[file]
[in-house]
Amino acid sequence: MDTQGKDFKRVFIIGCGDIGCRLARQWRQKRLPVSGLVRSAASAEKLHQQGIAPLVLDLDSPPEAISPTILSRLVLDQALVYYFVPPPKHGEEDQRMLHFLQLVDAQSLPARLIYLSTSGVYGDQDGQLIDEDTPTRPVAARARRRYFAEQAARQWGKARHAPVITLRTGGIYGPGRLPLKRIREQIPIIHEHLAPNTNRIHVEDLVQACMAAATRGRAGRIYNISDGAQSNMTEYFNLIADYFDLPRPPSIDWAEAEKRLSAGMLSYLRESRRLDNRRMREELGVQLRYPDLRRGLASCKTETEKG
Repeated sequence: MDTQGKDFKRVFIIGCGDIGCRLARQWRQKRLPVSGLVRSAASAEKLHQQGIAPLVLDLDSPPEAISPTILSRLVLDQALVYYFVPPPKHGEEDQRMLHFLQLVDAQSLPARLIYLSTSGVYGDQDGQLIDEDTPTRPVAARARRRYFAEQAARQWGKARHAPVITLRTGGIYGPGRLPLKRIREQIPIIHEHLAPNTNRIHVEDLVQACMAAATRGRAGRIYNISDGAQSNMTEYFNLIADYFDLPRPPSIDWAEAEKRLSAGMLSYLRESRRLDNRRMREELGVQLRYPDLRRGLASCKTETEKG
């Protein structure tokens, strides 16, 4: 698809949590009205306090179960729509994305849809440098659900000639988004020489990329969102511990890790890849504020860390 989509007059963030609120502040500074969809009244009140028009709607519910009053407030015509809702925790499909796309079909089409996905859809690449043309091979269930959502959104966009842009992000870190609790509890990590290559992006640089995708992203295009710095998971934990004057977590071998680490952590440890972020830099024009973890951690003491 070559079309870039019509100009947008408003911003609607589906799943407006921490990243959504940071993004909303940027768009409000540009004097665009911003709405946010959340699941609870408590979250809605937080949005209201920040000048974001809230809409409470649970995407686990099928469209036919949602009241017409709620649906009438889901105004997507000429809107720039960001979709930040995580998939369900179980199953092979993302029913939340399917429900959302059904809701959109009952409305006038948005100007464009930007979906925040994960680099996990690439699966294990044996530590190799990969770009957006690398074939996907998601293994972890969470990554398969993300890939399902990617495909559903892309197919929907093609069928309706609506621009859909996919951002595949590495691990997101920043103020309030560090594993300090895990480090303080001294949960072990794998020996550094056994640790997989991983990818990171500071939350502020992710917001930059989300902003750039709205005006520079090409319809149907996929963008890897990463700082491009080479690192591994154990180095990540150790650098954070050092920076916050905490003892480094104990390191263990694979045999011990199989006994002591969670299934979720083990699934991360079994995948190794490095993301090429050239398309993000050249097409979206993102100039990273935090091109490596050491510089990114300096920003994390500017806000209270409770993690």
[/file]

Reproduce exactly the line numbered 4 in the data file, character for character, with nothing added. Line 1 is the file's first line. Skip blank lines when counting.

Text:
């Protein structure tokens, strides 16, 4: 698809949590009205306090179960729509994305849809440098659900000639988004020489990329969102511990890790890849504020860390 989509007059963030609120502040500074969809009244009140028009709607519910009053407030015509809702925790499909796309079909089409996905859809690449043309091979269930959502959104966009842009992000870190609790509890990590290559992006640089995708992203295009710095998971934990004057977590071998680490952590440890972020830099024009973890951690003491 070559079309870039019509100009947008408003911003609607589906799943407006921490990243959504940071993004909303940027768009409000540009004097665009911003709405946010959340699941609870408590979250809605937080949005209201920040000048974001809230809409409470649970995407686990099928469209036919949602009241017409709620649906009438889901105004997507000429809107720039960001979709930040995580998939369900179980199953092979993302029913939340399917429900959302059904809701959109009952409305006038948005100007464009930007979906925040994960680099996990690439699966294990044996530590190799990969770009957006690398074939996907998601293994972890969470990554398969993300890939399902990617495909559903892309197919929907093609069928309706609506621009859909996919951002595949590495691990997101920043103020309030560090594993300090895990480090303080001294949960072990794998020996550094056994640790997989991983990818990171500071939350502020992710917001930059989300902003750039709205005006520079090409319809149907996929963008890897990463700082491009080479690192591994154990180095990540150790650098954070050092920076916050905490003892480094104990390191263990694979045999011990199989006994002591969670299934979720083990699934991360079994995948190794490095993301090429050239398309993000050249097409979206993102100039990273935090091109490596050491510089990114300096920003994390500017806000209270409770993690």